Consequences and Futures of Inequalities (an introduction to Part II)

Published on 22 September 2016

Inequalities matter for many reasons. To some, inequalities – especially the extreme examples we see across the world – are intrinsic issues of fairness and social justice. For others, they are important because of their consequences for the critical global issues of our times, for the voice and inclusion of particular groups, and for the well-being of societies as a whole.

As is shown throughout this report, these inequalities are not only economic. They have social, cultural, spatial, environmental, political and knowledge dimensions. The rapid rise of these multiple forms of inequality, and the interactions between them, have galvanized new debates on inequality and its consequences among businesses, politicians, civil society and development actors worldwide.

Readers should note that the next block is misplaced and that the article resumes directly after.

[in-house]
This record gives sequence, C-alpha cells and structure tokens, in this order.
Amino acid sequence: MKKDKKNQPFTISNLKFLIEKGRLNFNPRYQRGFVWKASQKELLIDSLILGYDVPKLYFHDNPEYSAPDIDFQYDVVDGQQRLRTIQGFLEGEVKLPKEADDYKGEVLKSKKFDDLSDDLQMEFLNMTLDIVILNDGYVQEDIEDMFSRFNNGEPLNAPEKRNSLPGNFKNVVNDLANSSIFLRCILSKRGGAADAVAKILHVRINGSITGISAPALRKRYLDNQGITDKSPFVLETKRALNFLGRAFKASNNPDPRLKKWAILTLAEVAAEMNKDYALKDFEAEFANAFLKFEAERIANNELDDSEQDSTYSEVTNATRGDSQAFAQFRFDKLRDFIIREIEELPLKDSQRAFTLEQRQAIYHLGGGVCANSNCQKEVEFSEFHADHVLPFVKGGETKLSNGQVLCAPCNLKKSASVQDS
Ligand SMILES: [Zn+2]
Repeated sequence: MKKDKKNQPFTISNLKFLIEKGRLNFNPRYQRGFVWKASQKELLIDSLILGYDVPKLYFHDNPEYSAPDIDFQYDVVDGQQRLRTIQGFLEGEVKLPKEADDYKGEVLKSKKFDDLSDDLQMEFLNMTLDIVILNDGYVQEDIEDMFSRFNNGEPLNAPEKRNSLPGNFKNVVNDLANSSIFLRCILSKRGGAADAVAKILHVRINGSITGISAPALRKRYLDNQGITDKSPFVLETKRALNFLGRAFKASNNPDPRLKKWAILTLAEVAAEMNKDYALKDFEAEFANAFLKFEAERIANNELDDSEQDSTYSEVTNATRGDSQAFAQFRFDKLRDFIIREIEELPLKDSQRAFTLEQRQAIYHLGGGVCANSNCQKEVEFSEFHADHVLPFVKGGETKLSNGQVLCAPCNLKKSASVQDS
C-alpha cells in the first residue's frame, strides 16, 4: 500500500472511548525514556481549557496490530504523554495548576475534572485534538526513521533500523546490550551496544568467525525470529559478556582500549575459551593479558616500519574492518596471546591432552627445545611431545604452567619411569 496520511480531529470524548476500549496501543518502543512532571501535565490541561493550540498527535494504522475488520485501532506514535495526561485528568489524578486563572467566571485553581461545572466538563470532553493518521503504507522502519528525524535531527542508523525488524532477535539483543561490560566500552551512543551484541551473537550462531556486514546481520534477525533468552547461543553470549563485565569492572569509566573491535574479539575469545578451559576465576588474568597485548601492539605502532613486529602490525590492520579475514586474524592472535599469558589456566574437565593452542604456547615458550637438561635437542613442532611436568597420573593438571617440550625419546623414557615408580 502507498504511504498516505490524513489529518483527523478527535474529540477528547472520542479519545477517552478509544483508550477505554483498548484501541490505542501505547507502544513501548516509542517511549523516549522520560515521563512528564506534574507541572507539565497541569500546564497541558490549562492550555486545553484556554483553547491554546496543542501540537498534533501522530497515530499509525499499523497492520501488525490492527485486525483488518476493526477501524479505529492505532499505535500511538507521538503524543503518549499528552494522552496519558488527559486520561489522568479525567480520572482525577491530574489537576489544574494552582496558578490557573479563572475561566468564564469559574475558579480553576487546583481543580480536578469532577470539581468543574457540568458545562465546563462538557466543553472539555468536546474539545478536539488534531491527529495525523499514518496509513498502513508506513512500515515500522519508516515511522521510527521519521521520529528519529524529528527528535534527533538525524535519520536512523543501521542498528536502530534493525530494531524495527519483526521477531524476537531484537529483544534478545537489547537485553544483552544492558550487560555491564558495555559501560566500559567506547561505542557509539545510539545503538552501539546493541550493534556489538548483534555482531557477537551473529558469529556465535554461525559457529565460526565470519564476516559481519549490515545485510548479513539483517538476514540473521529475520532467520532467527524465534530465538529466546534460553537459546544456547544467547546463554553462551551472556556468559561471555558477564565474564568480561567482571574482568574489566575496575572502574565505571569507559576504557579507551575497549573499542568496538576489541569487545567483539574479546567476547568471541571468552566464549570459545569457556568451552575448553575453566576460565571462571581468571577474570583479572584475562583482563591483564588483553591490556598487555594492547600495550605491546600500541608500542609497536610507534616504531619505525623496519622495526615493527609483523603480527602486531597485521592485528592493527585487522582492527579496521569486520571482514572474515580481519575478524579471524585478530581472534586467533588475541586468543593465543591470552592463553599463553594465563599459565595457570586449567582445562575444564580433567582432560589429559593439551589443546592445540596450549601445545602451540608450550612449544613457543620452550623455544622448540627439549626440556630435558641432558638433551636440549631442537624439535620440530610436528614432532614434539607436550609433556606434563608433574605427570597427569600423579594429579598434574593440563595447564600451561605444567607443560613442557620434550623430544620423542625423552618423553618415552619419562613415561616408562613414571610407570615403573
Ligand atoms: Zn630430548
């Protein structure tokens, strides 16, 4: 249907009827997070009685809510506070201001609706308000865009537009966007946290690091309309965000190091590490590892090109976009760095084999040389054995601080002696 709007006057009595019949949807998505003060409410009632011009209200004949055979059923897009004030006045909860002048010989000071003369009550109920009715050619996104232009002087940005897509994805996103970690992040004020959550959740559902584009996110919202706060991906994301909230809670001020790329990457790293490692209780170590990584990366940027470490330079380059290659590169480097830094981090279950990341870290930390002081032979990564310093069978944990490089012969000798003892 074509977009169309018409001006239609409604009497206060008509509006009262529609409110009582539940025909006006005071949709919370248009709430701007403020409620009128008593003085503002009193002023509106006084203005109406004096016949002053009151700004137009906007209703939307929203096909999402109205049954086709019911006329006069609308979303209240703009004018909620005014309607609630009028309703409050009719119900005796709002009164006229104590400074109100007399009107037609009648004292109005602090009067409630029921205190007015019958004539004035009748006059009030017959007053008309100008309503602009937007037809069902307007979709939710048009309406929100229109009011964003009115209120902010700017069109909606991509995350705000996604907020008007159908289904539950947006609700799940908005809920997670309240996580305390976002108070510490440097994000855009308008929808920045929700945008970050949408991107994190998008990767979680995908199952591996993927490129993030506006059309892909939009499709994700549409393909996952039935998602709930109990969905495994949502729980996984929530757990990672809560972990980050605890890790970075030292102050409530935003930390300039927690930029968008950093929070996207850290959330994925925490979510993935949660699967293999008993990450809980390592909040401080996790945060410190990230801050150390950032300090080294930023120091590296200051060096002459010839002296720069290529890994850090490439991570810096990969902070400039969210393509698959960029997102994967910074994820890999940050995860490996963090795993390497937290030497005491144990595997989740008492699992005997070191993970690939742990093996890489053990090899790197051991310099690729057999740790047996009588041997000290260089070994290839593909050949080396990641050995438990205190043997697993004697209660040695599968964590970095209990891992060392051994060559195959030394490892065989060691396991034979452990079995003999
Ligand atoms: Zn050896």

In this section, we explore further how these multiple forms of inequality intersect with one another, with what consequences, and for whom. We turn then to the question, ‘What are the consequences of transitions towards greater equality?’ Recognising that we live in a world full of uncertainty, we conclude by exploring relatively unknown inequality futures. If we continue on the pathway of growing inequality, what will the consequences be? What are the possibilities of alternative pathways which take us to a fairer world? What will be the critical tipping points along the way?


John Gaventa

Research Fellow and Director, Action for Empowerment and Accountability (A4EA) programme

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Gaventa, J.


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